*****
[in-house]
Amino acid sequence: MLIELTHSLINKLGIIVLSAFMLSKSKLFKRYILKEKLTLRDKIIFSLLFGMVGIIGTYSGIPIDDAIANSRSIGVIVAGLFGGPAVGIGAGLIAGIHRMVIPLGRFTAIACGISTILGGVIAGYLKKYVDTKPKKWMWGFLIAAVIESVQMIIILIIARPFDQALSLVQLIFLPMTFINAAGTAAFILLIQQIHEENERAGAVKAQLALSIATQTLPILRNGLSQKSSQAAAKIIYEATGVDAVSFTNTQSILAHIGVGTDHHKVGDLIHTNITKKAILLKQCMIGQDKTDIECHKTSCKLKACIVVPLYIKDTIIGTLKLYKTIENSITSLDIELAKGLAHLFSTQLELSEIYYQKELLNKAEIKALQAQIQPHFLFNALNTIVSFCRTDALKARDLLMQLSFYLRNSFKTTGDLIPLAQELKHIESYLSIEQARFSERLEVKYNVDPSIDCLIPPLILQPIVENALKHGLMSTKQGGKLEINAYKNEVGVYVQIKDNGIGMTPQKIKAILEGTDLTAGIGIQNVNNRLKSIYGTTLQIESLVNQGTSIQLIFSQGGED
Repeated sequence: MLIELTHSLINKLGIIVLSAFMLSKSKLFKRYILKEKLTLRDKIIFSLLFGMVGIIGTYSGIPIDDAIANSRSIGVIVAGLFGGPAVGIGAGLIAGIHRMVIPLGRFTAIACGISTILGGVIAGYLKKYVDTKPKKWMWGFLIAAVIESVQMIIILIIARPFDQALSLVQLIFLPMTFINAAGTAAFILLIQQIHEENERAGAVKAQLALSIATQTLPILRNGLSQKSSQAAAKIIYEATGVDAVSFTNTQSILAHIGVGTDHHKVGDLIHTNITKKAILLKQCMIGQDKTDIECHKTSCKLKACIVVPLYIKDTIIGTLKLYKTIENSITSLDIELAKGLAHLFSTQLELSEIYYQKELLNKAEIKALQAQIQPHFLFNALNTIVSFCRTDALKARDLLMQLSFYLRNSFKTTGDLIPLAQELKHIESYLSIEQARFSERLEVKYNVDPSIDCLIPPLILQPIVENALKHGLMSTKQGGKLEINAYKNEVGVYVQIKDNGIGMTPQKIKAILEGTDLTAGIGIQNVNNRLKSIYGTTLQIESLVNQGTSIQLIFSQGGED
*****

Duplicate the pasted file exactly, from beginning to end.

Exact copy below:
[in-house]
Amino acid sequence: MLIELTHSLINKLGIIVLSAFMLSKSKLFKRYILKEKLTLRDKIIFSLLFGMVGIIGTYSGIPIDDAIANSRSIGVIVAGLFGGPAVGIGAGLIAGIHRMVIPLGRFTAIACGISTILGGVIAGYLKKYVDTKPKKWMWGFLIAAVIESVQMIIILIIARPFDQALSLVQLIFLPMTFINAAGTAAFILLIQQIHEENERAGAVKAQLALSIATQTLPILRNGLSQKSSQAAAKIIYEATGVDAVSFTNTQSILAHIGVGTDHHKVGDLIHTNITKKAILLKQCMIGQDKTDIECHKTSCKLKACIVVPLYIKDTIIGTLKLYKTIENSITSLDIELAKGLAHLFSTQLELSEIYYQKELLNKAEIKALQAQIQPHFLFNALNTIVSFCRTDALKARDLLMQLSFYLRNSFKTTGDLIPLAQELKHIESYLSIEQARFSERLEVKYNVDPSIDCLIPPLILQPIVENALKHGLMSTKQGGKLEINAYKNEVGVYVQIKDNGIGMTPQKIKAILEGTDLTAGIGIQNVNNRLKSIYGTTLQIESLVNQGTSIQLIFSQGGED
Repeated sequence: MLIELTHSLINKLGIIVLSAFMLSKSKLFKRYILKEKLTLRDKIIFSLLFGMVGIIGTYSGIPIDDAIANSRSIGVIVAGLFGGPAVGIGAGLIAGIHRMVIPLGRFTAIACGISTILGGVIAGYLKKYVDTKPKKWMWGFLIAAVIESVQMIIILIIARPFDQALSLVQLIFLPMTFINAAGTAAFILLIQQIHEENERAGAVKAQLALSIATQTLPILRNGLSQKSSQAAAKIIYEATGVDAVSFTNTQSILAHIGVGTDHHKVGDLIHTNITKKAILLKQCMIGQDKTDIECHKTSCKLKACIVVPLYIKDTIIGTLKLYKTIENSITSLDIELAKGLAHLFSTQLELSEIYYQKELLNKAEIKALQAQIQPHFLFNALNTIVSFCRTDALKARDLLMQLSFYLRNSFKTTGDLIPLAQELKHIESYLSIEQARFSERLEVKYNVDPSIDCLIPPLILQPIVENALKHGLMSTKQGGKLEINAYKNEVGVYVQIKDNGIGMTPQKIKAILEGTDLTAGIGIQNVNNRLKSIYGTTLQIESLVNQGTSIQLIFSQGGED